John McCaslin

Democratic National Committee Chairman Howard Dean already is looking beyond tomorrow's presidential primary in New Hampshire to the meat of the 2008 presidential campaign, charging that Republicans will resort to "every scam they think up to suppress the vote."

How so?

In the past, Mr. Dean rattled off, Republicans have "jammed" the phones Democrats used for getting out the vote, "purged voters" from precinct rolls and "abused robo-calls."

A "robo-call," we had to look up, is jargon for automated telephone calls with recorded messages that always seem to ring at the worst possible time, usually the dinner hour. This columnist hereby grants permission in writing to both political parties to abuse, mistreat, jam, suppress, oppress or erase any robo-calls aimed at my house.

Hillary: The Movie

The much-anticipated "Hillary: The Movie" was not slated for national debut until Jan. 14 in Washington, but now Citizens United Productions says it will offer a sneak peek of the documentary today to the people of New Hampshire at a Concord movie theater.

"Senator Barack Obama may not know what he's up against, but will soon find out," said film producer David Bossie, president of Citizens United. "After the [Clinton] loss in Iowa, there will be no holding them back now."

Dan the pundit

Former CBS News anchor Dan Rather surfaced long enough yesterday on "The Chris Matthews Show" to opine that "Bill Clinton has been appearing too often" at Sen. Hillary Rodham Clinton's campaign stops.

To the extent, he said, that "inside the Clinton camp they're bound to be having an argument about 'Let's pull him back a bit, have him not be everywhere all of the time.' So I think you'll see less of Bill Clinton on the Hillary Clinton campaign trail."

Win with seven?

By day, Bill Arnone is behind his desk at Ernst & Young in New York, responsible for the design, management and marketing of retirement and financial counseling in employer-sponsored programs. When it comes to retirement planning, Bill's the guy to call.

But say you're curious about the 2008 presidential election, intrigued by the strong showings in Iowa last week of two relative newcomers to the political spotlight. What's likely to follow in the weeks and months beyond, leading up to November?

Mr. Arnone might have that answer, too, given that his hobby, he told Inside the Beltway, is politics. (OK, he's also a Democratic activist, but let's not hold that against him.) While it may or may not be a precursor to Election Day, Mr. Arnone has crafted a "lightened-up look at American presidential elections from an unusual perspective."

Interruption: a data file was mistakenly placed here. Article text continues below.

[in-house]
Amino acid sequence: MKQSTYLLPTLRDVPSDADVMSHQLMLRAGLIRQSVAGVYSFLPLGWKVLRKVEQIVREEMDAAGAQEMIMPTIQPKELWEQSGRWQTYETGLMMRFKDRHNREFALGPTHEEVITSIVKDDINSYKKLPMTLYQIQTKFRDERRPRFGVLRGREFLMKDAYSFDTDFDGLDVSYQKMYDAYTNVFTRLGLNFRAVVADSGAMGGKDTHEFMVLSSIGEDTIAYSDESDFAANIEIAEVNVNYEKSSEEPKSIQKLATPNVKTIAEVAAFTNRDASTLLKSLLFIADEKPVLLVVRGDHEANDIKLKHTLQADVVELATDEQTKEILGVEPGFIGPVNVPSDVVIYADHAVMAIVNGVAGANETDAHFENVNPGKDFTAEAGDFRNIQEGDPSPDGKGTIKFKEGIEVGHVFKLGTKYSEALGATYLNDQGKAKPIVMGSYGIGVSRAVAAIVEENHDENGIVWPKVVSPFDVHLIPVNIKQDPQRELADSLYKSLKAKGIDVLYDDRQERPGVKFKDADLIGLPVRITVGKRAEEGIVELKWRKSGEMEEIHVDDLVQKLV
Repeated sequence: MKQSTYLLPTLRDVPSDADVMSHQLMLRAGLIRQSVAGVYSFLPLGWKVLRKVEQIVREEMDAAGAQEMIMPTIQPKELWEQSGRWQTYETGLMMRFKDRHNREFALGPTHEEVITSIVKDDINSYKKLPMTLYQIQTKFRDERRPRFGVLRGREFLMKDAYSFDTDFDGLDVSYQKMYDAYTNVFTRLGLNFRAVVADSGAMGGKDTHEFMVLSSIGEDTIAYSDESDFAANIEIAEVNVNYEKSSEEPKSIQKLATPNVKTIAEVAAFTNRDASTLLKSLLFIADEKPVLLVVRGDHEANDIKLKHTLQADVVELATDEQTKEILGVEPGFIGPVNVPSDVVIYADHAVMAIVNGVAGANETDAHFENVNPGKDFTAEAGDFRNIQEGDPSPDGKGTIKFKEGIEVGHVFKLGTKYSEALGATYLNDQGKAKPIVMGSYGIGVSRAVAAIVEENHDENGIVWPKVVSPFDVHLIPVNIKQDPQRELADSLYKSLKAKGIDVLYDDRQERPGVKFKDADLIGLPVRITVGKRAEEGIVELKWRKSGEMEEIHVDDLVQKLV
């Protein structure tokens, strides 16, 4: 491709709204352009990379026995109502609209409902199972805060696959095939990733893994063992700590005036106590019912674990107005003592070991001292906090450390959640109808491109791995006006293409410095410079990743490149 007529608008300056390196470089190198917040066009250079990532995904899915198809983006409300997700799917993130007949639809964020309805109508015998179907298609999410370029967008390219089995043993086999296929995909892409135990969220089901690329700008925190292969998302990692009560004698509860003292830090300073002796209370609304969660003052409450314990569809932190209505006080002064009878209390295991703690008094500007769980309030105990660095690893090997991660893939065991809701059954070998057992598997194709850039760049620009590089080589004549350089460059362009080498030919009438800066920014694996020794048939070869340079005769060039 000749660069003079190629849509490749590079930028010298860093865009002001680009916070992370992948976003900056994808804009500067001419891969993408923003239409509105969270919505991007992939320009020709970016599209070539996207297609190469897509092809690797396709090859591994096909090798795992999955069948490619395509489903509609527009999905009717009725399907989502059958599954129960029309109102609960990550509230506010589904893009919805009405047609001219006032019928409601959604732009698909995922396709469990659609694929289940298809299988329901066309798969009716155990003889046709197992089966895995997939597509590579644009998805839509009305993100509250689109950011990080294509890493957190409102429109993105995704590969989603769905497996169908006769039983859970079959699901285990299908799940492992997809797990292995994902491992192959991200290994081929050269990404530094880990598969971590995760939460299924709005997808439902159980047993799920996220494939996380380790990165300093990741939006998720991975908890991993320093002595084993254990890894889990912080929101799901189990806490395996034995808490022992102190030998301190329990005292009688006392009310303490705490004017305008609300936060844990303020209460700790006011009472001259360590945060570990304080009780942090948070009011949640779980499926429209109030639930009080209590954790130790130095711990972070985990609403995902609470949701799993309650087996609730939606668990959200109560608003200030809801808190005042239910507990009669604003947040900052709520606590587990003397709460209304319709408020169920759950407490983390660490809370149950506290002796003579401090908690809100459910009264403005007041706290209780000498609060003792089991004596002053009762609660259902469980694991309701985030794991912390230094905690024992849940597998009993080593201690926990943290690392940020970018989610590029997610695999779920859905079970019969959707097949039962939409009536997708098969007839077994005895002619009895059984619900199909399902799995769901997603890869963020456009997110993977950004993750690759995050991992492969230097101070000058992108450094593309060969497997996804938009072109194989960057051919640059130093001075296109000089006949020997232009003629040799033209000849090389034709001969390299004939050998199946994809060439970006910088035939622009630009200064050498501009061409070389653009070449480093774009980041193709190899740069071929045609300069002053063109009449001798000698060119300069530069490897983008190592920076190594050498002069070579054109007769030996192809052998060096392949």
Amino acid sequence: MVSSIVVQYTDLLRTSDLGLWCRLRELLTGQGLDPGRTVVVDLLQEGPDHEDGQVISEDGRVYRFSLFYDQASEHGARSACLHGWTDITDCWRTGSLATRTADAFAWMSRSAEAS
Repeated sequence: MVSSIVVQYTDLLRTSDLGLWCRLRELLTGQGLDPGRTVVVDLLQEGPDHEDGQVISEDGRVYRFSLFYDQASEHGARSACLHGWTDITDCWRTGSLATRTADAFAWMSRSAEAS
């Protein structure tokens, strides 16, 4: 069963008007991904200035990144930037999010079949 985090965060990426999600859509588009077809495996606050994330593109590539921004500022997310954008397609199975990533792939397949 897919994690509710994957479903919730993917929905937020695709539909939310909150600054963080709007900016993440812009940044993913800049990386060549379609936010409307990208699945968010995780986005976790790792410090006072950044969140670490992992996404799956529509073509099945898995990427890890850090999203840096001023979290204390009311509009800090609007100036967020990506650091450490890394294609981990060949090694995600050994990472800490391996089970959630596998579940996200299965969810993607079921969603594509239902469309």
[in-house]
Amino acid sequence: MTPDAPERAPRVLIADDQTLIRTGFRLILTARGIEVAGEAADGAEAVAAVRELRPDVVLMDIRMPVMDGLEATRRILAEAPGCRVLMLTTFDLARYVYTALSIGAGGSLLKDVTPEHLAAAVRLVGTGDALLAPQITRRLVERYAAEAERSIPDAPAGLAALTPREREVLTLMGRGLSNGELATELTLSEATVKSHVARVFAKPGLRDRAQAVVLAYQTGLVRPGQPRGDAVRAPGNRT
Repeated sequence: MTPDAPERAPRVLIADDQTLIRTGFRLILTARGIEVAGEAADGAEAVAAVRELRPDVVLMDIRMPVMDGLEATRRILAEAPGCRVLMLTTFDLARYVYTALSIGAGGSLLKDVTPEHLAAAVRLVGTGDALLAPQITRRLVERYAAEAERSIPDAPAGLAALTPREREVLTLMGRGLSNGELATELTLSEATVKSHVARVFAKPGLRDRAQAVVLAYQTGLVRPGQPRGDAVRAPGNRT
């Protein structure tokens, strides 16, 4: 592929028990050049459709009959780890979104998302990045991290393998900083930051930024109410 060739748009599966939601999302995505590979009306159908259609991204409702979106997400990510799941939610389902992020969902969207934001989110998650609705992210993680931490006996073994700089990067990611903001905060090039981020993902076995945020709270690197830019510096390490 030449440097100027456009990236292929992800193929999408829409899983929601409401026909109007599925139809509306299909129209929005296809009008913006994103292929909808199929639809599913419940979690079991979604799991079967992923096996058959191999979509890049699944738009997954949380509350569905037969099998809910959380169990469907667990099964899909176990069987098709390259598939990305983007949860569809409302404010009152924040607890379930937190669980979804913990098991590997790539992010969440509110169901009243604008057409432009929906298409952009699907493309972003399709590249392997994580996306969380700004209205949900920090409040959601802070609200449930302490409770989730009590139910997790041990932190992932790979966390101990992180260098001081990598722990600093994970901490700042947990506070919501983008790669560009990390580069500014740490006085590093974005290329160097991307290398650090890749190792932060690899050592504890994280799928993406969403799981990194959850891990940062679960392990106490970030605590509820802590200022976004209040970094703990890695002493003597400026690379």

"What's in a name?" he began, saying that when selecting nominees, Democrats and Republicans "should be mindful of the potential impact of a factor rarely considered by political scientists and strategists: The number of syllables in the combined names of the ticket's candidates."

The bottom line: "No ticket with a total of more than six syllables has been successful in presidential elections. Indeed, as a rule, the ticket with the fewer number of total syllables wins."

Consider in 2004 when the three-syllable ticket "Bush-Cheney" defeated the four-syllable slate "Kerry-Edwards." In 2000, the same three-syllables beat the four-syllable offering of "Gore-Lieberman."

Yes, the "Clinton-Gore" win over "Dole-Kemp" in 1996 was one of the few exceptions. (One could argue that the candidacy of "Perot" indirectly added two syllables to the Republican ticket and drained votes away. Ditto with "Bush-Quayle" in 1992).

Otherwise, the five-syllable "Dukakis-Bentsen" ticket had no chance in 1988, nor did the five-syllable 1984 Democratic ticket of "Mondale-Ferraro" against the three-syllable "Reagan-Bush," which also triumphed in 1980 against the four-syllable "Carter-Mondale."

So what does this mean, if anything, for the prospects of both parties in 2008?

The way Mr. Arnone sees it, Sen. Hillary Rodham "Clinton's" two syllables make her teaming with any Democratic candidates a "syllabic safe choice." Republicans have more potential problems.

"A four-syllable 'Giuliani' on the ticket creates a serious challenge," he warned. "A Giuliani-Huckabee ticket, for example, would need to do what no other presidential ticket in American history has ever done: Win with seven syllables."

John McCaslin

John McCaslin is a contributing columnist on and author of Inside The Beltway: Offbeat Stories, Scoops, and Shenanigans from around the Nation's Capital .

Be the first to read John McCaslin's column. Sign up today and receive delivered each morning to your inbox.